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1.  Heritability and major gene effects on left ventricular mass in the Chinese population: a family study 
Genetic components controlling for echocardiographically determined left ventricular (LV) mass are still unclear in the Chinese population.
We conducted a family study from the Chin-San community, Taiwan, and a total of 368 families, 1145 subjects, were recruited to undergo echocardiography to measure LV mass. Commingling analysis, familial correlation, and complex segregation analysis were applied to detect component distributions and the mode of inheritance.
The two-component distribution model was the best-fitting model to describe the distribution of LV mass. The highest familial correlation coefficients were mother-son (0.379, P < .0001) and father-son (0.356, P < .0001). Genetic heritability (h2) of LV mass was estimated as 0.268 ± 0.061 (P < .0001); it decreased to 0.153 ± 0.052 (P = .0009) after systolic blood pressure adjustment. Major gene effects with polygenic components were the best-fitting model to explain the inheritance mode of LV mass. The estimated allele frequency of the gene was 0.089.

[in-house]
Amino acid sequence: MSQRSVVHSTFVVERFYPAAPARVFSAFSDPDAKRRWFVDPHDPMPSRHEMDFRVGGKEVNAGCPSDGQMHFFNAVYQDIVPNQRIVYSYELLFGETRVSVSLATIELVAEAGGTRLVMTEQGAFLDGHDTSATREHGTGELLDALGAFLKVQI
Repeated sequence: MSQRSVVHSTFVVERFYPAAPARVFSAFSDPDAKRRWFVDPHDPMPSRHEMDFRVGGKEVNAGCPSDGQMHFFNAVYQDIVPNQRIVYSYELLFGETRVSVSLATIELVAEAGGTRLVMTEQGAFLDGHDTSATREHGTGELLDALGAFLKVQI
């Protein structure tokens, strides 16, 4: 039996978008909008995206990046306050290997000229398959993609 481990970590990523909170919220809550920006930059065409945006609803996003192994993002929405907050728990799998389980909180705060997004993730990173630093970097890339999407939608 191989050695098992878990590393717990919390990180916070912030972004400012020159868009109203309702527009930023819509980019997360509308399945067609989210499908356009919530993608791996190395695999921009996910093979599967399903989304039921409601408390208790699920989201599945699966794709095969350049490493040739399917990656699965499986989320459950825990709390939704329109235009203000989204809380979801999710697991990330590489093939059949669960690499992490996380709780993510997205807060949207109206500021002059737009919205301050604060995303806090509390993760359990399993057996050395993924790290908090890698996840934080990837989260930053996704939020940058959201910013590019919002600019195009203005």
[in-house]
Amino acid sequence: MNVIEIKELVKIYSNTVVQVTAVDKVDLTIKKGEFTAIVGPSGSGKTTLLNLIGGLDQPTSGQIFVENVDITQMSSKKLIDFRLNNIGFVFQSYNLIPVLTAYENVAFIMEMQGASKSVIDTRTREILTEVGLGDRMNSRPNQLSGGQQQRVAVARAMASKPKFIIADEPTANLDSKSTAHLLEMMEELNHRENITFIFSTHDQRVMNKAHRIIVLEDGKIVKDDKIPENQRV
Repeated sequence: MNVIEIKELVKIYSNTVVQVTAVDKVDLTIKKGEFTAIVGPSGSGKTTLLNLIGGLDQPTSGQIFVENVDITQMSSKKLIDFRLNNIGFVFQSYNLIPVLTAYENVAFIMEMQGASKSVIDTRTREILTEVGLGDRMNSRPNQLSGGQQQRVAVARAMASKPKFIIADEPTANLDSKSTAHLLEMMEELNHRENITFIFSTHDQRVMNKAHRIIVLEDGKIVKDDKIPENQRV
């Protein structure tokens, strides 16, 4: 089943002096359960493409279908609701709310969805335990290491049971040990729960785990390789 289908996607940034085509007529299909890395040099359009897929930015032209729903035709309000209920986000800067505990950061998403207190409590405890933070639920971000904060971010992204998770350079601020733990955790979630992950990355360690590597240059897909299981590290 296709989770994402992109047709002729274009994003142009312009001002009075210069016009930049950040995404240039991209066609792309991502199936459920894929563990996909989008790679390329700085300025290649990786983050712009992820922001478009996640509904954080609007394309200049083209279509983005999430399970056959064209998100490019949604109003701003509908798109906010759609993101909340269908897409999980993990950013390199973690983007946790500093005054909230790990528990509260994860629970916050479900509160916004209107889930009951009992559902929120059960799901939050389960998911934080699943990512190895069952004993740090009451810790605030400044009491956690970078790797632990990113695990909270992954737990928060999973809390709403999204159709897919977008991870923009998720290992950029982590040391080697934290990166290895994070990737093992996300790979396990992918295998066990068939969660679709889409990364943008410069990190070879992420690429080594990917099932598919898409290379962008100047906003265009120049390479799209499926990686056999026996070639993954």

There were significant familial correlations, heritability and a major gene effect on LV mass in the population-based families.
PMCID: PMC1579230  PMID: 16945138
2.  Differential effects of the changes of LDL cholesterol and systolic blood pressure on the risk of carotid artery atherosclerosis 
The effects of baseline and changes in blood pressure and low density lipoprotein (LDL) cholesterol on the carotid intima media thickness (IMT) have not been well documented.
A total of 2572 adults (mean age 53.8 years, 54.6% women) in a Taiwanese community undertook three blood pressure and LDL cholesterol examinations over 6 years. Latent growth curve modeling was used to investigate the effects of baseline and change in blood pressure and LDL cholesterol on IMT.
Greater baseline LDL and blood pressure were associated with an increase in IMT (0.005 ± 0.002 mm per 1 mg/dL [p = 0.006] and 0.041 ± 0.004 mm mmHg [p <0.0001], respectively. Change in blood pressure was associated with a significant increase in IMT (0.047±0.016, P = 0.004), whilst the association between change in LDL and change in IMT was not statistically significant (0.008±0.006, P = 0.20).
Carotid IMT was associated with baseline blood pressure and LDL cholesterol, yet only changes of blood pressure, not LDL cholesterol, were related to carotid IMT during the 6-year observation.
PMCID: PMC3445849  PMID: 22900906
Latent growth curve modeling; Carotid intima media thickness; Blood pressure; LDL cholesterol

Results 1-2 (2)